A Cambridge University researcher has been awarded a grant from the Royal Academy of Engineering for work looking at using lasers to detect counterfeit bank notes.
The Academy has awarded five more of its prestigious enterprise fellowships to outstanding innovators at UK universities. These fellowships form part of the Academy’s Enterprise Hub, a resource for entrepreneurial businesses that will see fellows providing expertise and mentoring for engineering and technology start-ups and SMEs.
The projects chosen demonstrate the breadth of opportunities within engineering, from printable lasers designed to help stop the sale of counterfeit goods to new technology for food safety testing as well as healthcare solutions. Providing up to £85,000 of funding and support per awardee, the Fellowships allow researchers to spend 12 months totally and exclusively committed to developing a spin-out business around their technological idea.
The awardees will receive mentoring from fellows with a track record of entrepreneurial success. This is the second year of the scheme, with individuals from the first cohort already forming companies and attracting significant investment.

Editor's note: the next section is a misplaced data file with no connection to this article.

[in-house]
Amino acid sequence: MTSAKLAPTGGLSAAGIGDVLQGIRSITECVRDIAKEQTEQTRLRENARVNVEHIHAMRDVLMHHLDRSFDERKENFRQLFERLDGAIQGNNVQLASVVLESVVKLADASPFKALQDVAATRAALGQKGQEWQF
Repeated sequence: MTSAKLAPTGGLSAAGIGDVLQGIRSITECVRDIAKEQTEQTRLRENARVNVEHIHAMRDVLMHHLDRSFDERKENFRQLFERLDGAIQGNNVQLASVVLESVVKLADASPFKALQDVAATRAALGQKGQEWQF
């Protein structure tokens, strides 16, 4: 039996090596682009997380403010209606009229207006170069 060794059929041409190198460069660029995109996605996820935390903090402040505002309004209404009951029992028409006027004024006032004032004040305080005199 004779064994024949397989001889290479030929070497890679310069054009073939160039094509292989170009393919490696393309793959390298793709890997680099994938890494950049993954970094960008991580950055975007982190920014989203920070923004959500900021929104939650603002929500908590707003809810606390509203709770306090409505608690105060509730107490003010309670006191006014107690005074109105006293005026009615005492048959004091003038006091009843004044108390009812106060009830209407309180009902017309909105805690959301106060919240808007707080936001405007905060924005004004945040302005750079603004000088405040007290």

Damian Gardiner, a research associate in the Department of Engineering at the University of Cambridge, is developing innovative solutions to combat the problem of counterfeiting. The global cost of counterfeit products from fake banknotes to pharmaceuticals and consumer products is estimated at £500 billion.
Building on breakthroughs in printable laser technology, he will develop his work on unique optical signatures combined with scalable print processing to provide security and brand authentication features and devices, which could help prevent the sale of counterfeit goods. Gardiner aims to establish a spin-out company to bring this technology to market.